Leni: Insults will not solve drug woes; Laughs off Duterte’s offer

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    VICE President Leni Robredo yesterday laughed off President Duterte’s “offer” for her to lead the government’s anti-drug campaign, saying the Chief Executive cannot be onion-skinned whenever his war on illegal drugs is criticized.

    Robredo doubted that the President was serious in his offer to make her his government’s drug czar, adding she is used to hearing him dish out insults against individuals or groups which rebuke his bloody drug campaign.

    “Ako kasi, ayaw kong sagutin muna iyon kasi hindi ko alam kung gaano kaseryoso. Pero iyong sa akin lang, iyong mga problema ng ating bansa, hindi naman dinadaan sa pagkapikon, hindi naman dinadaan sa pang-iinsulto (I don’t want to answer that because I don’t know how serious he is. For me, we can’t solve the country’s problems by being onion-skinned or through insults),” Robredo told reporters in Iloilo where she launched a feeding program for indigent families.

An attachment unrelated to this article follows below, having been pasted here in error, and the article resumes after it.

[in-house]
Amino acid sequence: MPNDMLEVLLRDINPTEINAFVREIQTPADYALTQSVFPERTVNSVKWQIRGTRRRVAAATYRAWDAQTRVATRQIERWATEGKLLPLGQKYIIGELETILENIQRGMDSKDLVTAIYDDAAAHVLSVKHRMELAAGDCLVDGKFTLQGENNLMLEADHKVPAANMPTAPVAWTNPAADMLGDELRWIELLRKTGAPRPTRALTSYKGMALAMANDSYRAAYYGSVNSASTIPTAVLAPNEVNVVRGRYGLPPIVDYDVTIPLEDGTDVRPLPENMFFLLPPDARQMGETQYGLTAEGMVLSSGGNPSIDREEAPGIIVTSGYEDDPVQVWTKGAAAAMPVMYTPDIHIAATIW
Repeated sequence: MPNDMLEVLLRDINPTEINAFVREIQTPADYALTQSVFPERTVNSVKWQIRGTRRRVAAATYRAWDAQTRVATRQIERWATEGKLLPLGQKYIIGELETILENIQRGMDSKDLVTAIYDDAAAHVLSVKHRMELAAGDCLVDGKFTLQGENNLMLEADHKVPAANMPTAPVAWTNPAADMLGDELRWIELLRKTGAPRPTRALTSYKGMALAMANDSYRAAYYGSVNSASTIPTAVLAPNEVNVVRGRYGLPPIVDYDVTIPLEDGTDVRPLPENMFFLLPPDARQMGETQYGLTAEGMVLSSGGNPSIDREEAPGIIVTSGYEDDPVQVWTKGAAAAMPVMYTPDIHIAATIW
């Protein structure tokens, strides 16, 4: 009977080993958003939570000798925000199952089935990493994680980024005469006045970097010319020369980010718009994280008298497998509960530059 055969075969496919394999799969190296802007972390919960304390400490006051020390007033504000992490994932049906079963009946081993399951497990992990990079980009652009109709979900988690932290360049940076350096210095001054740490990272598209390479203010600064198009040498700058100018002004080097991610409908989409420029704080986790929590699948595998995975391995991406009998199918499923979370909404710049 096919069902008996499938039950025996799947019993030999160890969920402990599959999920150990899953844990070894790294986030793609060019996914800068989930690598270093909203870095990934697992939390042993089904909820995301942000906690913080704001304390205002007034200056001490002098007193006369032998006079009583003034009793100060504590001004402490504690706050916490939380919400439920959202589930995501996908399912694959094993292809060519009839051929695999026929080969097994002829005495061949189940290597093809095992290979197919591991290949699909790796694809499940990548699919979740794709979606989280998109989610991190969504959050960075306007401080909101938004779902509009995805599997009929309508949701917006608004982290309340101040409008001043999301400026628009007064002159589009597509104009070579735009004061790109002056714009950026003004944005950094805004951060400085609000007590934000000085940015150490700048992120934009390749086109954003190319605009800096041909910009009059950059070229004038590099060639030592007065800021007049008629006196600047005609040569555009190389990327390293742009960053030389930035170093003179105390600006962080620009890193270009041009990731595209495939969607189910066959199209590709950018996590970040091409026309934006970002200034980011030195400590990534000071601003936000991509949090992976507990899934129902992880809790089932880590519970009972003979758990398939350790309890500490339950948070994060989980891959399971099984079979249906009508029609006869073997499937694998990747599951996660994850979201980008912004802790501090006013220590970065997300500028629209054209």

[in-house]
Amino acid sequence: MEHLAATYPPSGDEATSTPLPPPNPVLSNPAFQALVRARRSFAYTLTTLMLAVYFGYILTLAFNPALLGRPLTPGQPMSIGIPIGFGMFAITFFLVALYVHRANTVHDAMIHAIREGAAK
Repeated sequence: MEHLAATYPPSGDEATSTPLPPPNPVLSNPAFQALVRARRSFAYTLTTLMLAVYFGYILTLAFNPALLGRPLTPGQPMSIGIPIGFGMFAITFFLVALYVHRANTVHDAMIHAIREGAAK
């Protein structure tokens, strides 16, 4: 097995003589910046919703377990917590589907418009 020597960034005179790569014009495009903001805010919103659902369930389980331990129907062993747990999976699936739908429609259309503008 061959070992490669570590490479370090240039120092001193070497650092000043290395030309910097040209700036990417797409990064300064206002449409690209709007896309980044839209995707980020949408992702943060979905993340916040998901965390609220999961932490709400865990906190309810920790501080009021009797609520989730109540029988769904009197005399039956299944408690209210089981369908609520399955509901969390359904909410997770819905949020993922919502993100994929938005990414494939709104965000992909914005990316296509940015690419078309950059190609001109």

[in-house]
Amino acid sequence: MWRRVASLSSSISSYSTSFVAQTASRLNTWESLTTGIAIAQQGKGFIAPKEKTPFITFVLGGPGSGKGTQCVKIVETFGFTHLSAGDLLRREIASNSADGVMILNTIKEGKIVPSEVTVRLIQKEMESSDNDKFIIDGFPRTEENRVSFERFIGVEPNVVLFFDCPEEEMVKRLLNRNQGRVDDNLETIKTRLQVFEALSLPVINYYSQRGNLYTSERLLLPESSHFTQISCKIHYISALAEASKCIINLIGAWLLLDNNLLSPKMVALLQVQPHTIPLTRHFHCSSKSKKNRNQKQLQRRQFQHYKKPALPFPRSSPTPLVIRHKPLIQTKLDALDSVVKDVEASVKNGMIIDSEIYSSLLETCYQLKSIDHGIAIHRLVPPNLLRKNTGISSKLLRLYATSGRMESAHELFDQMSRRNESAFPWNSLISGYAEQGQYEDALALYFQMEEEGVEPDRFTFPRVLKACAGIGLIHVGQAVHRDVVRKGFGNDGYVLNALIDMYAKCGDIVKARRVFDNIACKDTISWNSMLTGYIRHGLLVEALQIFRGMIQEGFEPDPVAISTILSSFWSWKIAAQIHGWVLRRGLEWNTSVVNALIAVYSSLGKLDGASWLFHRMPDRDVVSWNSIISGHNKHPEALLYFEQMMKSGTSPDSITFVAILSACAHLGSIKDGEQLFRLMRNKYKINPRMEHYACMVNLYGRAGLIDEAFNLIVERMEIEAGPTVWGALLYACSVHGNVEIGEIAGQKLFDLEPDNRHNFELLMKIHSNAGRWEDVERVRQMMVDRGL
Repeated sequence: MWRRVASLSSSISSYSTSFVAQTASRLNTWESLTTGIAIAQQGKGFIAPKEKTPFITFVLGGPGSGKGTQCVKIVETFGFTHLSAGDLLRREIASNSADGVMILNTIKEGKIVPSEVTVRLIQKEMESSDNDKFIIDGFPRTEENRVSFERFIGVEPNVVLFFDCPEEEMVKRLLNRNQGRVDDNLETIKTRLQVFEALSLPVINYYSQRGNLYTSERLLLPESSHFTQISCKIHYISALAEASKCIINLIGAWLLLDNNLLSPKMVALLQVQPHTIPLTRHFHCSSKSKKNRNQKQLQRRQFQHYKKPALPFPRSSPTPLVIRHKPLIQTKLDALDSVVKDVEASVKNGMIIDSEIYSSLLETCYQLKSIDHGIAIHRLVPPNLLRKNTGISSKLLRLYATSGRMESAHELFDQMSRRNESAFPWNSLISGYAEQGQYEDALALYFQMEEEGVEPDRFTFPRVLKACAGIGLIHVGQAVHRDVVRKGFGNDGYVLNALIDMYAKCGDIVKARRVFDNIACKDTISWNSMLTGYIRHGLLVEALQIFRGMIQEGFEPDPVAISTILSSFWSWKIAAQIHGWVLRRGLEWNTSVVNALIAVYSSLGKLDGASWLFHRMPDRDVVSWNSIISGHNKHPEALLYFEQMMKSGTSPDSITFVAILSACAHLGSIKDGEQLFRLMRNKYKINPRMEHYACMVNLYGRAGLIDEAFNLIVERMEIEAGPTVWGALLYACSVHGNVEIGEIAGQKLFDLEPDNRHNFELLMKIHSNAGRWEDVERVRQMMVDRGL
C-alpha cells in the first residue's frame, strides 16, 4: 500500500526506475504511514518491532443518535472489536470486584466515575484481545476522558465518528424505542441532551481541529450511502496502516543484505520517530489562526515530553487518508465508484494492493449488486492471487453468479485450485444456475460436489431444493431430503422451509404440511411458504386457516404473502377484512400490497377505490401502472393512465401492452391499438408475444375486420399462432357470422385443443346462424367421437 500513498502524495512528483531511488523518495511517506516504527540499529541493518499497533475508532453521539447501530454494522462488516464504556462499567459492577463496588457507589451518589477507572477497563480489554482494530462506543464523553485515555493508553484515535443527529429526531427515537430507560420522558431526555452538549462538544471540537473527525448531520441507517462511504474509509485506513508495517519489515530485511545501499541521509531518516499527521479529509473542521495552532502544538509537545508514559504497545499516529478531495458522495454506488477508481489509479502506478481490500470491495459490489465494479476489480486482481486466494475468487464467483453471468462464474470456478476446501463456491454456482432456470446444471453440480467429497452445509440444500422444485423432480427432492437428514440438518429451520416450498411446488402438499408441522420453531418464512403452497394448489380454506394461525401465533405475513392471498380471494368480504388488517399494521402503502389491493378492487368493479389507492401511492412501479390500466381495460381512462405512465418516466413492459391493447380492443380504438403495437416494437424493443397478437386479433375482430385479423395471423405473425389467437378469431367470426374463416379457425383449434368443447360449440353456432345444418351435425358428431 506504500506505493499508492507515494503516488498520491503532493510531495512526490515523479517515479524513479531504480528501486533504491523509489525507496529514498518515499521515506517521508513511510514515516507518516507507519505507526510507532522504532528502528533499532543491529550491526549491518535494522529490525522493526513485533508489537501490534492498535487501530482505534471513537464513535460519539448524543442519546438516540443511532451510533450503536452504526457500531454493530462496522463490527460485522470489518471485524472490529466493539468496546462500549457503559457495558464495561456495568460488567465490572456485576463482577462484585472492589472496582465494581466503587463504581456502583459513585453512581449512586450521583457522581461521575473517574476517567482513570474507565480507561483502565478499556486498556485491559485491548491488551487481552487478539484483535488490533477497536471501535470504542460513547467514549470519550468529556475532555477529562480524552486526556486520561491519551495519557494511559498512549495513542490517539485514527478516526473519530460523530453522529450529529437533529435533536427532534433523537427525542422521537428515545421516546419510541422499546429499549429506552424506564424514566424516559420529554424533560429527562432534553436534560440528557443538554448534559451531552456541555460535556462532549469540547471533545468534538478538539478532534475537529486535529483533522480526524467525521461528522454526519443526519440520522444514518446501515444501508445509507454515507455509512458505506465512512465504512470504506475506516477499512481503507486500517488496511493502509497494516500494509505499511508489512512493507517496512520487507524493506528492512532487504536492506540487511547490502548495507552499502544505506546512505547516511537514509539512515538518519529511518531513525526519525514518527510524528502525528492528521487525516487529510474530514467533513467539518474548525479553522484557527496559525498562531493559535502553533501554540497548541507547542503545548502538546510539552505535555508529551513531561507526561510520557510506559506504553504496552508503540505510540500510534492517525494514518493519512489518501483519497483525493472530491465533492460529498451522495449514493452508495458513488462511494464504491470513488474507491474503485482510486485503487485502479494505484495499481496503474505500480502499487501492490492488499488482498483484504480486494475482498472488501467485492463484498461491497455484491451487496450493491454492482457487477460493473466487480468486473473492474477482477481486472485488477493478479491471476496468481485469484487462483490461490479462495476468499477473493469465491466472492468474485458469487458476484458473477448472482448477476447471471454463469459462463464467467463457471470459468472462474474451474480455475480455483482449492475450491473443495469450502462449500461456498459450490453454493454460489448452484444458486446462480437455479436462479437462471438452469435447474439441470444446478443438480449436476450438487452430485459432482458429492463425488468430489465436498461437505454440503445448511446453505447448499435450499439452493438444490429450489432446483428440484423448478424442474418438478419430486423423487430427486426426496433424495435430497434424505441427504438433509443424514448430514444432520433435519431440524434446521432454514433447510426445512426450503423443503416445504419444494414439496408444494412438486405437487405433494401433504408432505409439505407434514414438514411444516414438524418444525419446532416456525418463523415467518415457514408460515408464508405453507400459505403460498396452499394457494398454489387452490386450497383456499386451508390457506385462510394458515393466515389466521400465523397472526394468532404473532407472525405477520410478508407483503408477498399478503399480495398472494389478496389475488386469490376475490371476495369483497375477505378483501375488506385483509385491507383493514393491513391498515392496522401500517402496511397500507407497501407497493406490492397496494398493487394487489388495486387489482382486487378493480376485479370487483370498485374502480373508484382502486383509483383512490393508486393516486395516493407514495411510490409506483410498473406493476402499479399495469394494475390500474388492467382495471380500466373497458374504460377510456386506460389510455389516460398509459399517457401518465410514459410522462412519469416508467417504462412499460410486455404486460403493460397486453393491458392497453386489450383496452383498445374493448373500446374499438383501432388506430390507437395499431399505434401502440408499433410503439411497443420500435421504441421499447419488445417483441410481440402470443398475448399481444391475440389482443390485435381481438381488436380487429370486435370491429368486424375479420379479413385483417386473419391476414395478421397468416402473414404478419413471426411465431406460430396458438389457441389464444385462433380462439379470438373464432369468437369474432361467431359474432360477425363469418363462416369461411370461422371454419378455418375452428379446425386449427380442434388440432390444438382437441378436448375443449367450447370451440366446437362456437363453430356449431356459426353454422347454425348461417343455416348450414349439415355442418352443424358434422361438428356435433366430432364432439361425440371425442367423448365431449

The President on Monday offered to make Robredo his government’s “drug czar” as he lashed at her for her comments on the administration’s bloody war against illegal drugs.

    Duterte wants her to lead the drug war for six months but it was not clear if the comment was meant sarcastically. He said he has sent a letter to Robredo through Executive Secretary Salvador Medialdea.

    Robredo refused to engage in a word war with the President “because I would rather look for solutions.”

    She said that from the very start of the Duterte administration, she has always been on the receiving end of the President’s insults, which she said she has not allowed to affect and take away her focus from her work.